Paul L. Caron

Wednesday, May 1, 2024

Morse: The Truth About Safe Harbors

Susan C. Morse (Texas; Google Scholar), The Truth About Safe Harbors, 92 Tenn. L. Rev. __ (2025):

Tennessee law reviewSafe harbors are everywhere in law. Safe harbors have a modest, gentle appearance. They provide by rule that particular facts comply with the law and will result in no penalty. They are otherwise silent.

This modest appearance conceals the possible deceptive qualities of safe harbors. As this Article explains, the implementation of safe harbors often harms those outside safe harbor boundaries, by treating their behavior as illegal even though the safe harbor does not say so. This collateral harm is especially likely when intermediaries implement safe harbors, because of monitoring costs, risk and uncertainty aversion, and multiple stakeholders.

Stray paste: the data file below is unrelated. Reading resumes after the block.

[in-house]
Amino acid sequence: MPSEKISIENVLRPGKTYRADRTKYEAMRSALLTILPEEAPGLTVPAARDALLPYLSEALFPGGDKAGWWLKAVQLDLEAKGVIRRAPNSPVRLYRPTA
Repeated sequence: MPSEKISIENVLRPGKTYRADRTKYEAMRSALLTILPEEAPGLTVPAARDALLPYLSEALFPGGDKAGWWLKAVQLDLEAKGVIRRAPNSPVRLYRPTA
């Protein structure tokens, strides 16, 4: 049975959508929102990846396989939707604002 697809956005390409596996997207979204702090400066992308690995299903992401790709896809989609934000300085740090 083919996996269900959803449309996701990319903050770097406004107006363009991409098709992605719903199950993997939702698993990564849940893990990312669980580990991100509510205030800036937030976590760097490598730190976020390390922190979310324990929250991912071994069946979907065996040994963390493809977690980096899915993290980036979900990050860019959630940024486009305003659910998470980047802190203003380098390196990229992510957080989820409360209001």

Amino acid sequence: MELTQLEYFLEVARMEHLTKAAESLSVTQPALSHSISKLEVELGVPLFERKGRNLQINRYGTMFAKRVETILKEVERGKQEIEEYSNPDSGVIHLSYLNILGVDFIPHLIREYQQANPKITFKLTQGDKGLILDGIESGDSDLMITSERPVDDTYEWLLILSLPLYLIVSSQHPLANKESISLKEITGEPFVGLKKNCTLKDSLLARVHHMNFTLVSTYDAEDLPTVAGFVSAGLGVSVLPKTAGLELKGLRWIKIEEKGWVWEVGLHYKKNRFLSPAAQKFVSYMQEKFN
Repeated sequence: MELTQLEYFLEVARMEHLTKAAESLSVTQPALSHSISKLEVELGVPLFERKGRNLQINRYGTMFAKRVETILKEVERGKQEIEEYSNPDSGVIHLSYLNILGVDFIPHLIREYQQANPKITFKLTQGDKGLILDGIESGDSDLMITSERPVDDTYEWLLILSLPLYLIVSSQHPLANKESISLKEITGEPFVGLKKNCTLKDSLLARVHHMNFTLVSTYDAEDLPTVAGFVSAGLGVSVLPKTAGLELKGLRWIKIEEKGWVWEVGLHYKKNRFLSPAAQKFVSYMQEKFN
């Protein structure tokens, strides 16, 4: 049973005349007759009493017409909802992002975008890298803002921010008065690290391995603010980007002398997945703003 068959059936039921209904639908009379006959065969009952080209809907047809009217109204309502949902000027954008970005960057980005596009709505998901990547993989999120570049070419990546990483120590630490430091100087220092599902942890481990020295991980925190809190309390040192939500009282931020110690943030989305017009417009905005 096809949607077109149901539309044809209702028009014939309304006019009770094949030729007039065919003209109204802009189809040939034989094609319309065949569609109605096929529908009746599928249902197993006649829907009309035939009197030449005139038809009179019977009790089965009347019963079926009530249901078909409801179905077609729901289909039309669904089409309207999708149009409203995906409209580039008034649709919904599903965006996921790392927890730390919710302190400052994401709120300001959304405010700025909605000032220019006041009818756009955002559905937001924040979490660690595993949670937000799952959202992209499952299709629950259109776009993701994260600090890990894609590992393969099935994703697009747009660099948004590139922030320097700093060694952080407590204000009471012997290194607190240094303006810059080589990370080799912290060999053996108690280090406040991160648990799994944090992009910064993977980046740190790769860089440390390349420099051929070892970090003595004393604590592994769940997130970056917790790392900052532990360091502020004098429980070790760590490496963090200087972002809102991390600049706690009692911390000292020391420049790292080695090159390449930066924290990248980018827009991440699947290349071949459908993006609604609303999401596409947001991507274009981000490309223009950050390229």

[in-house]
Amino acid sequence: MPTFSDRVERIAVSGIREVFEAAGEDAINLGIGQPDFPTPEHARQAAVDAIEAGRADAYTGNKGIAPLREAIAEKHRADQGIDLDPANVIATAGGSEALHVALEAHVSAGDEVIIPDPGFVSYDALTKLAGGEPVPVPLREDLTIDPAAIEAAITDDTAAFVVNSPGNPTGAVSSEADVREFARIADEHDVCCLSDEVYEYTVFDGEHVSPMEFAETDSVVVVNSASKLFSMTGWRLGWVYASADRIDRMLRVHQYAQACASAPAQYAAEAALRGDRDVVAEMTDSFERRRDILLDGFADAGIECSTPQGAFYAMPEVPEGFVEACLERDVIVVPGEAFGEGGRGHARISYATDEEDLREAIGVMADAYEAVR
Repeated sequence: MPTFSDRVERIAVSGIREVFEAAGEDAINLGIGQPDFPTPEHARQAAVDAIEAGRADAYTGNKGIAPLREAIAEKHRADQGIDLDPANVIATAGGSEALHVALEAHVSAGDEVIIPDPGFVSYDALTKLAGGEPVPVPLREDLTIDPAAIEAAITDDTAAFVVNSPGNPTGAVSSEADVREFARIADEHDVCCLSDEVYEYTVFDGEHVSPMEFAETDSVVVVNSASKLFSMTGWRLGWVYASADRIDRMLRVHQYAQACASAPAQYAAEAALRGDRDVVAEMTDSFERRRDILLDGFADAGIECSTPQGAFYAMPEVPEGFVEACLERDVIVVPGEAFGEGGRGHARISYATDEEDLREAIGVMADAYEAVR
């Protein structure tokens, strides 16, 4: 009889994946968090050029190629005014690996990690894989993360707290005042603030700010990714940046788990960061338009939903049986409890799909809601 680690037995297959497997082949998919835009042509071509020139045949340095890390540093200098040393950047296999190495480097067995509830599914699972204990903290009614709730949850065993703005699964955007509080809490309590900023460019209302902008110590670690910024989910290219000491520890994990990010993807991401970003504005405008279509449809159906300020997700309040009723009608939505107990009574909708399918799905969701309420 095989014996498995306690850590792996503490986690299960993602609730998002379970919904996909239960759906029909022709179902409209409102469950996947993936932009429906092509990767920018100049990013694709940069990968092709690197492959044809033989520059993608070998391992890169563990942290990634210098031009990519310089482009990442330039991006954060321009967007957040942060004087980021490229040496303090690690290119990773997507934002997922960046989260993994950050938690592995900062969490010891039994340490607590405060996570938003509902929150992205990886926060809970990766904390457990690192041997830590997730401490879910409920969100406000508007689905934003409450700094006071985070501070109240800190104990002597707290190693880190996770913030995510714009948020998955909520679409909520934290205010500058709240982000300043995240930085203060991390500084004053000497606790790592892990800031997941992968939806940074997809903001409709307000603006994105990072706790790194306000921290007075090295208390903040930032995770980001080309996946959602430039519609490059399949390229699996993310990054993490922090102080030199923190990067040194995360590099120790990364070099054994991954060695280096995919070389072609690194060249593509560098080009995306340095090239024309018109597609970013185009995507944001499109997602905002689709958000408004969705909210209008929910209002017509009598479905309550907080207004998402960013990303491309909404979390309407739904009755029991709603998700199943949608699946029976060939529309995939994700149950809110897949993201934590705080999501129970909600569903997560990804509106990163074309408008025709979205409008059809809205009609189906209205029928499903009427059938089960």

Safe harbors’ deception arises in part from the incremental way in which safe harbors develop the law. The incremental development of law is not illegal, and safe harbors’ deception does not automatically invalidate them. But plaintiffs can claim standing to challenge a safe harbor if the facts show that the safe harbor caused an illegal harm, including through the actions of a third party. When a lawmaker intentionally uses a safe harbor to produce an illegal result, a court should invalidate the safe harbor, even if the safe harbor on its face does not break the law.

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